Sunday, July 20, 2014

Pepe and Lucas - A long road to find the right mime - Part 1

The mime was the most challenging character to develop. It was established early on that she would be the clown's love interest, but it was important that her femininity be disguised to allow for an "ah hah" moment at the end. In terms of personality, if the clown was a bumbling slob, she would be a graceful intellectual. He would use very industrial technology for his gadgets and props. She would be able to create whatever was in the limits of her imagination, but always with a futuristic bent. Primitive past vs. Advanced Future. This early on, we hadn't established the world much or how much action/comedy/romance there would be. We wanted to establish a new style for our characters and a unique look for our mime.

 A more action contemporary take. Our "invisibility" effect for the objects she conjures ended up looking like glass or the Predator's invisibility cloak, but I still think a 2D dashed outline would have been fun too. At the outset of the project, I had in mind a much more slapstick kind of comedy/action, like a Bugs Bunny cartoon, and I ended up bringing in some of those classic elements - I gave the characters those iconic white gloves with 3 stripes on them. Originally, the Clown had a giant wooden mallet too. In early storyboards, I had the pupils of the eyes swap out for words and pictures of what they were thinking. The Clown also uses a white surrender flag at the climax of his battle with the Mime. I never got too classic cartoony with the Mime since I worked on her later in development, but there's s couple of Clown designs that definitely feel like they're right out of some early WB cartoons.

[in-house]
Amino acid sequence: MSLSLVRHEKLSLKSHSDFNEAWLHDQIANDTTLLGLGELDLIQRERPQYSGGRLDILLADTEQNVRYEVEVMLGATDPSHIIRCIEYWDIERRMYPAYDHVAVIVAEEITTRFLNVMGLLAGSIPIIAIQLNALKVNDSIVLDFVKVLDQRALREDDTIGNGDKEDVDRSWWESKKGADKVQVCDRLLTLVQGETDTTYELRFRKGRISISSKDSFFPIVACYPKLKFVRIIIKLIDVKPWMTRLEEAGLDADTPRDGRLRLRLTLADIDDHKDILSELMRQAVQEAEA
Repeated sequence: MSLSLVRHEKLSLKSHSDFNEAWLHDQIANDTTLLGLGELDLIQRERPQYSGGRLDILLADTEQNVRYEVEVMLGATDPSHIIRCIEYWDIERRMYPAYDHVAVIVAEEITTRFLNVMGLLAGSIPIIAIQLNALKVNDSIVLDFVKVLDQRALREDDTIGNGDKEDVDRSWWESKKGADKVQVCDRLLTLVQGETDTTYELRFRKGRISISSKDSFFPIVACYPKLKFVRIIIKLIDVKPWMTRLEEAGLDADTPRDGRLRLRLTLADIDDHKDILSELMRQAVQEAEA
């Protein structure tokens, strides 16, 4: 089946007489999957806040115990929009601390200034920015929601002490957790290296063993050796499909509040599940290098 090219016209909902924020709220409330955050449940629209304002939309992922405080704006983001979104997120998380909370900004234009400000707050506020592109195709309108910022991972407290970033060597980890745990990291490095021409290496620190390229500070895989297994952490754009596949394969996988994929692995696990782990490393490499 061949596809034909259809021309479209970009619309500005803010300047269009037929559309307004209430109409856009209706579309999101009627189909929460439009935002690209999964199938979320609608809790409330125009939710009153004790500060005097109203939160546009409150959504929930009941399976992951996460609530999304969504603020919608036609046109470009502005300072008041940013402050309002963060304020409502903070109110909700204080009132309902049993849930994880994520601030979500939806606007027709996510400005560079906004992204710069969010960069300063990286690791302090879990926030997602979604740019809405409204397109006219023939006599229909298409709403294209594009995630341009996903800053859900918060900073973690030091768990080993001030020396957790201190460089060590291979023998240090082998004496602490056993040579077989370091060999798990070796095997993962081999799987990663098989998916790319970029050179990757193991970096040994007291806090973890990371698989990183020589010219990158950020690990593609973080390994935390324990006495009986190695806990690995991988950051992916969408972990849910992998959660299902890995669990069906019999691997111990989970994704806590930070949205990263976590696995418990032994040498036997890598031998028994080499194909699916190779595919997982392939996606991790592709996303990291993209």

When you're spitballing, it's not all gold.

 Art Deco motifs and stylings of that era were provided as a starting point for this project. Not much of that made it into the final designs, but it did generate some of the most unique designs for the Mime. I found that in order to have a mime still read as a mime, you can only adjust a few elements. The costume cannot be complex since all of the acting must be in the facial expressions. A really strong, simple silhouette is key to create solid, legible poses and you can see this simplicity applied to most real life mime costumes. Complex patterns tend to distract the eye from the movements. You'll see in later poses that I had to pull back on the patterns and weirder costume elements.

 I loved this one since it came out so unexpectedly weird. It's like a robot, toy mime splashed with an abstract painting.
 Ninja mime.
 The gentle giant.

An ice cream cone meets a bell hop.
None of these made it to the second round as sometimes happens, and lot more designs were to follow. These were just a little too out there. Stay tuned for the fine tuning of the mime character in the next post.

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